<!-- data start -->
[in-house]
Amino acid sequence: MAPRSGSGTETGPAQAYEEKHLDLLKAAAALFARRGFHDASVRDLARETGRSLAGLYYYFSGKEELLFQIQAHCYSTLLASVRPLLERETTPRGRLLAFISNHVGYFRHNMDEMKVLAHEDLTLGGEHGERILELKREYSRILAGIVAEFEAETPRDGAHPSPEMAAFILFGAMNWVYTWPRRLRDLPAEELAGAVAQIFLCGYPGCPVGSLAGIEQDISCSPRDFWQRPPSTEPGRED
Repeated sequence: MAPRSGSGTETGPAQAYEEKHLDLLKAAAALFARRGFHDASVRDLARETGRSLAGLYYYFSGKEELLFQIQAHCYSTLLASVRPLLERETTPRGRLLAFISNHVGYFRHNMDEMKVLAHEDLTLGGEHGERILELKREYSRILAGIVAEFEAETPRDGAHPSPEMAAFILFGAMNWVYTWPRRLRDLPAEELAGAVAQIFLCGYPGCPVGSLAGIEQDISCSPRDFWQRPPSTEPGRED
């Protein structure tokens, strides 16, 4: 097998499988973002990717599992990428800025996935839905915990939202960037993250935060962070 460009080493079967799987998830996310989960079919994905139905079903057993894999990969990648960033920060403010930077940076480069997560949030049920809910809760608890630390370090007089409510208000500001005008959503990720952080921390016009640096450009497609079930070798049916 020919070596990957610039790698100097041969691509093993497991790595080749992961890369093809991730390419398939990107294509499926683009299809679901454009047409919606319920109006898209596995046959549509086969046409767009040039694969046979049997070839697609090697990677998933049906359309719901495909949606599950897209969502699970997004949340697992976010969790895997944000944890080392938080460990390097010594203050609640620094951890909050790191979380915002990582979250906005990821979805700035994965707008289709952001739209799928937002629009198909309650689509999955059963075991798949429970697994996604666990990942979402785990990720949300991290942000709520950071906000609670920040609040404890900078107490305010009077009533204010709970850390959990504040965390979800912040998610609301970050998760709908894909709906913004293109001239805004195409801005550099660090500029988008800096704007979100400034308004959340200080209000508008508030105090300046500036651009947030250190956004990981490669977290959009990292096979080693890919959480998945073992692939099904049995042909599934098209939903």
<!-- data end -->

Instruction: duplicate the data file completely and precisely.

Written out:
[in-house]
Amino acid sequence: MAPRSGSGTETGPAQAYEEKHLDLLKAAAALFARRGFHDASVRDLARETGRSLAGLYYYFSGKEELLFQIQAHCYSTLLASVRPLLERETTPRGRLLAFISNHVGYFRHNMDEMKVLAHEDLTLGGEHGERILELKREYSRILAGIVAEFEAETPRDGAHPSPEMAAFILFGAMNWVYTWPRRLRDLPAEELAGAVAQIFLCGYPGCPVGSLAGIEQDISCSPRDFWQRPPSTEPGRED
Repeated sequence: MAPRSGSGTETGPAQAYEEKHLDLLKAAAALFARRGFHDASVRDLARETGRSLAGLYYYFSGKEELLFQIQAHCYSTLLASVRPLLERETTPRGRLLAFISNHVGYFRHNMDEMKVLAHEDLTLGGEHGERILELKREYSRILAGIVAEFEAETPRDGAHPSPEMAAFILFGAMNWVYTWPRRLRDLPAEELAGAVAQIFLCGYPGCPVGSLAGIEQDISCSPRDFWQRPPSTEPGRED
């Protein structure tokens, strides 16, 4: 097998499988973002990717599992990428800025996935839905915990939202960037993250935060962070 460009080493079967799987998830996310989960079919994905139905079903057993894999990969990648960033920060403010930077940076480069997560949030049920809910809760608890630390370090007089409510208000500001005008959503990720952080921390016009640096450009497609079930070798049916 020919070596990957610039790698100097041969691509093993497991790595080749992961890369093809991730390419398939990107294509499926683009299809679901454009047409919606319920109006898209596995046959549509086969046409767009040039694969046979049997070839697609090697990677998933049906359309719901495909949606599950897209969502699970997004949340697992976010969790895997944000944890080392938080460990390097010594203050609640620094951890909050790191979380915002990582979250906005990821979805700035994965707008289709952001739209799928937002629009198909309650689509999955059963075991798949429970697994996604666990990942979402785990990720949300991290942000709520950071906000609670920040609040404890900078107490305010009077009533204010709970850390959990504040965390979800912040998610609301970050998760709908894909709906913004293109001239805004195409801005550099660090500029988008800096704007979100400034308004959340200080209000508008508030105090300046500036651009947030250190956004990981490669977290959009990292096979080693890919959480998945073992692939099904049995042909599934098209939903």